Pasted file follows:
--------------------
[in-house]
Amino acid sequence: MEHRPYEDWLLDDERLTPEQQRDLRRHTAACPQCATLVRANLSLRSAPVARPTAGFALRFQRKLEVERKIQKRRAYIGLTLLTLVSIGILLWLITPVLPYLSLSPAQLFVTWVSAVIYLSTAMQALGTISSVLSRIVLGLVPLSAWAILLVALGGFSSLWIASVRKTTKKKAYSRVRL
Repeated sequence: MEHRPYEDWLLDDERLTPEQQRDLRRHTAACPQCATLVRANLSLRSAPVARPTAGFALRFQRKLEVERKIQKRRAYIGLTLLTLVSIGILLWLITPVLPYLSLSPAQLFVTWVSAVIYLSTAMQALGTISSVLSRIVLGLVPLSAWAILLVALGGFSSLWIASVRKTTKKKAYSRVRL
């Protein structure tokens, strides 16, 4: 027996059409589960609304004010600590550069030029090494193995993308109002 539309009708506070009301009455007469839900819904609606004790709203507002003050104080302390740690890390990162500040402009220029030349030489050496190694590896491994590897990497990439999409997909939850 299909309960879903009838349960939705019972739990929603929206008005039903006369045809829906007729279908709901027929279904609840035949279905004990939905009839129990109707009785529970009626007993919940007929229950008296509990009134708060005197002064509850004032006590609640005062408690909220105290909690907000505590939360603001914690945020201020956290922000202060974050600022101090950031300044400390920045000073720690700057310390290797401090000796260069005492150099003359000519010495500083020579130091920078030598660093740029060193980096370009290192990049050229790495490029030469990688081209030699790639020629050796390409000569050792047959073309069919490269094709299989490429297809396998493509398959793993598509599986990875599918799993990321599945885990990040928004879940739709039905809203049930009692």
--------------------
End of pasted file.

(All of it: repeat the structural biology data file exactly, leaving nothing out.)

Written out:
[in-house]
Amino acid sequence: MEHRPYEDWLLDDERLTPEQQRDLRRHTAACPQCATLVRANLSLRSAPVARPTAGFALRFQRKLEVERKIQKRRAYIGLTLLTLVSIGILLWLITPVLPYLSLSPAQLFVTWVSAVIYLSTAMQALGTISSVLSRIVLGLVPLSAWAILLVALGGFSSLWIASVRKTTKKKAYSRVRL
Repeated sequence: MEHRPYEDWLLDDERLTPEQQRDLRRHTAACPQCATLVRANLSLRSAPVARPTAGFALRFQRKLEVERKIQKRRAYIGLTLLTLVSIGILLWLITPVLPYLSLSPAQLFVTWVSAVIYLSTAMQALGTISSVLSRIVLGLVPLSAWAILLVALGGFSSLWIASVRKTTKKKAYSRVRL
């Protein structure tokens, strides 16, 4: 027996059409589960609304004010600590550069030029090494193995993308109002 539309009708506070009301009455007469839900819904609606004790709203507002003050104080302390740690890390990162500040402009220029030349030489050496190694590896491994590897990497990439999409997909939850 299909309960879903009838349960939705019972739990929603929206008005039903006369045809829906007729279908709901027929279904609840035949279905004990939905009839129990109707009785529970009626007993919940007929229950008296509990009134708060005197002064509850004032006590609640005062408690909220105290909690907000505590939360603001914690945020201020956290922000202060974050600022101090950031300044400390920045000073720690700057310390290797401090000796260069005492150099003359000519010495500083020579130091920078030598660093740029060193980096370009290192990049050229790495490029030469990688081209030699790639020629050796390409000569050792047959073309069919490269094709299989490429297809396998493509398959793993598509599986990875599918799993990321599945885990990040928004879940739709039905809203049930009692």